F-Class Competition Checklist

posted on August 8, 2018

From my experience, I've gotten a good idea of the stuff you need to have (beyond your gun, scope, rest and ammo, and eye and ear protection) to compete in F-Class. This list is mostly for the novice, as most of the items will be familiar to the experienced high power competitor.

Whatever size and type of ammo box you have, it should have a lid that won't open inadvertently, and it should also protect your carefully crafted cartridges even if dropped. I use MTM's 100-round plastic cases, with a ¼- to ½-inch-thick sheet of foam rubber in the space between the bullet tips and the ammo box lid to cushion the cartridges if the box is dropped on its top.

I'd recommend spending the extra money for a shooting mat that is waterproof. Mine is from Sinclair International, and has winglets that fold out to provide extra protection for my legs and feet. A small 6x9-foot plastic tarp might be put under your mat if the ground is a muddy mess.

You'll also need a spotting scope and tripod, both for zeroing and for spotting and scoring during a match. Some shooters (mostly experienced high power competitors) like to have a spotting scope next to them on the ground, so they can observe mirage at different distances. This latter use will require a short tripod, obtainable from any supplier catering to competitive shooters. While we're talking about optics, also carry some lens cleaner and lens-cleaning tissues. By the way, while you're scoring, you'll likely need a compact, folding chair or stool.

Since all F-Class matches are conducted under a time limit, a shooting timer is also essential. Yes the time allowances are generous—around 1½ minutes per shot—but don't forget that for each shot, you've got to wait for someone in the pits to pull the target down, spot it, score it, paste it and run it back up (unless you are lucky enough to be at a match with e-targets). Also, there will be times during a match when you will wait on a shot—often for what seems like a long time—because of wind conditions. All this can add up to a situation in which you have only two or three minutes to fire several shots, and a timer will help you keep track of that.

Team competition, in which two shooters have a total time limit to fire all their shots, one after the other, also requires a timer. True, you can use a wristwatch, but it's clumsy to look at while you're trying to shoot. I like Sinclair's countdown timer, which can be preset for the time duration of the match and will show at any point exactly how much time is left to fire your shots.

New F-Class shooters might also benefit from a cheat sheet of scope settings for each range at which firing will be conducted.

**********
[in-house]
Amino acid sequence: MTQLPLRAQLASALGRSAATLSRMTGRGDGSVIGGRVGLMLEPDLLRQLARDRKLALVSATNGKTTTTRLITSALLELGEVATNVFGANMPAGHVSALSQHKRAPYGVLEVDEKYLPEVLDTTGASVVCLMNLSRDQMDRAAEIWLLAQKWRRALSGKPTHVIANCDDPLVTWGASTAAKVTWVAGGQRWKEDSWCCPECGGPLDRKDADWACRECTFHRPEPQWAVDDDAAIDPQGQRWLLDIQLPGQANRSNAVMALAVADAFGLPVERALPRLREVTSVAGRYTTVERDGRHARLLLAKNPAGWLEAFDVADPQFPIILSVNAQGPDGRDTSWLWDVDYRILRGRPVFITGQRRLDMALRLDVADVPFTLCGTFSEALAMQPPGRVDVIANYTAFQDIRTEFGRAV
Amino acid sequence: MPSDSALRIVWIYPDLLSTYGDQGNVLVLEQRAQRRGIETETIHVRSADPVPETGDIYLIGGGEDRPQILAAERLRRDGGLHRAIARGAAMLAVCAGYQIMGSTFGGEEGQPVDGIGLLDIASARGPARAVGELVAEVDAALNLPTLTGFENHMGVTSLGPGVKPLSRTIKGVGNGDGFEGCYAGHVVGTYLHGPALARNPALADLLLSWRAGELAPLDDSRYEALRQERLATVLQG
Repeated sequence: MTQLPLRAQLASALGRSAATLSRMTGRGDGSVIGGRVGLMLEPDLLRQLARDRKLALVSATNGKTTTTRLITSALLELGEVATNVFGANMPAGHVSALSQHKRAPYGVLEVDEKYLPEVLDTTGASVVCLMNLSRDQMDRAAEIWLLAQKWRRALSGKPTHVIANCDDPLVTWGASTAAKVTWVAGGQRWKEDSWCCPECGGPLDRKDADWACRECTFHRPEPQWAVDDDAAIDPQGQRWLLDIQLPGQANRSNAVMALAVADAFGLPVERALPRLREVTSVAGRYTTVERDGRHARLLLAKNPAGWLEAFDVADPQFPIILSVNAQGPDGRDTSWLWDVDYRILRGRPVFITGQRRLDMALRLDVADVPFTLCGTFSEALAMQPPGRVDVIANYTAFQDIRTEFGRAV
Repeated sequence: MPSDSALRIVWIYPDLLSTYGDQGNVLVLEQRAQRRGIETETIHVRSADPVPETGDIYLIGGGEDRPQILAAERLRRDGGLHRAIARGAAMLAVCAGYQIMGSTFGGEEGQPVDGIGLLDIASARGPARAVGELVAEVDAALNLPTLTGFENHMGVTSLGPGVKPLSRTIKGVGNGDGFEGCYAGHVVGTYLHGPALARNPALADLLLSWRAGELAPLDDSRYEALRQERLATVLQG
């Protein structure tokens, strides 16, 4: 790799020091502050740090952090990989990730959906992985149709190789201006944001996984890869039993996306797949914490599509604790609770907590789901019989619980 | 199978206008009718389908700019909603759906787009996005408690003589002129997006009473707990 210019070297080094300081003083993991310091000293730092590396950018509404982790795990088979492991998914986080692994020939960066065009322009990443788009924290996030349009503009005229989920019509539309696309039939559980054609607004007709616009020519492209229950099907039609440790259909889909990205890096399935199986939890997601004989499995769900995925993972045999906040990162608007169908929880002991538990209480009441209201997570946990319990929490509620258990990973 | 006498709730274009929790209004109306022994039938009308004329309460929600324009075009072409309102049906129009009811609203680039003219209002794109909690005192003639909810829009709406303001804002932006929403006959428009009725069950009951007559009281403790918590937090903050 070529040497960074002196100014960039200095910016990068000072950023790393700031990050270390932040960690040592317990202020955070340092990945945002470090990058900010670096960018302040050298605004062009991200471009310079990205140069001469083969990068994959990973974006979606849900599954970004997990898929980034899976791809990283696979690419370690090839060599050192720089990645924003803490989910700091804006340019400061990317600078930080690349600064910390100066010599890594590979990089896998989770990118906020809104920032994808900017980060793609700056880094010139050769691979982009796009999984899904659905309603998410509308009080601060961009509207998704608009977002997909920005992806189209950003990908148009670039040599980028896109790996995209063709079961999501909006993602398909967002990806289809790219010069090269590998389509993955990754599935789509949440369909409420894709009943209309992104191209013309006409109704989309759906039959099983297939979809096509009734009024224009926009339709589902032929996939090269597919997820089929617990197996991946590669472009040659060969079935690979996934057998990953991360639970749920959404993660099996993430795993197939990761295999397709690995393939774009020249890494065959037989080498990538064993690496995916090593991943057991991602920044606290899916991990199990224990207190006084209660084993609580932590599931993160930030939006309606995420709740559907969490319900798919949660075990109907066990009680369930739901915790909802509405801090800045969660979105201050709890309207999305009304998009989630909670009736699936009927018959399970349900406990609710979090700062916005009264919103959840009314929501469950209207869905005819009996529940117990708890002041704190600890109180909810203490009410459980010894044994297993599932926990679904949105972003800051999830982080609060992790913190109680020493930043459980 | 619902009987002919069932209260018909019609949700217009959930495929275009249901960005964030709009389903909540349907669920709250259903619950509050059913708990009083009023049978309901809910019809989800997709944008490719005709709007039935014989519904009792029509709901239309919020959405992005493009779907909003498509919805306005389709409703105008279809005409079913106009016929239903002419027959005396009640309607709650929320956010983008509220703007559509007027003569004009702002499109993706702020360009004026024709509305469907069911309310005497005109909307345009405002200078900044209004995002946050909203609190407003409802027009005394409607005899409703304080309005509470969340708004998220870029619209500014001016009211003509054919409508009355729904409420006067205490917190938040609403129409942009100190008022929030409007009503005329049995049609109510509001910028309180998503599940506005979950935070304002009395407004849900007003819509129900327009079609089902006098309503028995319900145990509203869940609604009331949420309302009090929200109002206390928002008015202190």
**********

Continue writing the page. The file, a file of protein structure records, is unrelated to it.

Wheeler Gunsmith Kit
A complete tool kit for F-Class matches would include a comprehensive screwdriver set with hex and Torx wrenches, such as this kit from Wheeler Engineering

What else? Tools, especially a hex wrench or screwdriver bit for every critical screw on your gun, scope mounts, scope and tripod rest or bipod. Complete sets are available from Wheeler Engineering and Brownells. You might want additional tools if you plan more extensive repairs—for example, punches for drifting out trigger pins. Also good is a stiff cleaning rod, useful if you get something (like a bullet) stuck in the bore or chamber.

You should also take personal-care items, such as bug repellent, antiseptic cream, Band-Aids, sunscreen and moist hand wipes. If you need prescription glasses to shoot, bring an extra pair. A hat is useful on sunny days, while a lightweight rain suit will keep you somewhat less than soaking wet in the rain. Also, after a long day of shooting, you'll appreciate the cushioning afforded by a good elbow pad.

A scope sunshade is useful on sunny days, particularly if the sun shines into the scope during early morning or late afternoon relays. A long scope shade, or Sinclair's Barrel Mirage Shade, also helps counter mirage resulting from heat waves rising from the barrel.

Don't forget sport drinks, energy bars, fruit, etc., especially on a hot day when you might run the risk of dehydration.

Finally, you may need something to carry all this stuff. If you're lucky, you'll be able to park at or near each firing line. At some ranges, however, you'll have to park some distance away, and you'll be trundling your equipment around by hand as you go from one line to the next. Most experienced high power shooters have all kind of carts, wagons and so forth for this purpose. A noteworthy item of this type is Creedmoor's Range Cart, which is not only designed to carry your gun, mat and all your gear, but also can fold into any of several configurations, all the way down to a 30x17x8-inch size that can fit in a trunk or suitcase.



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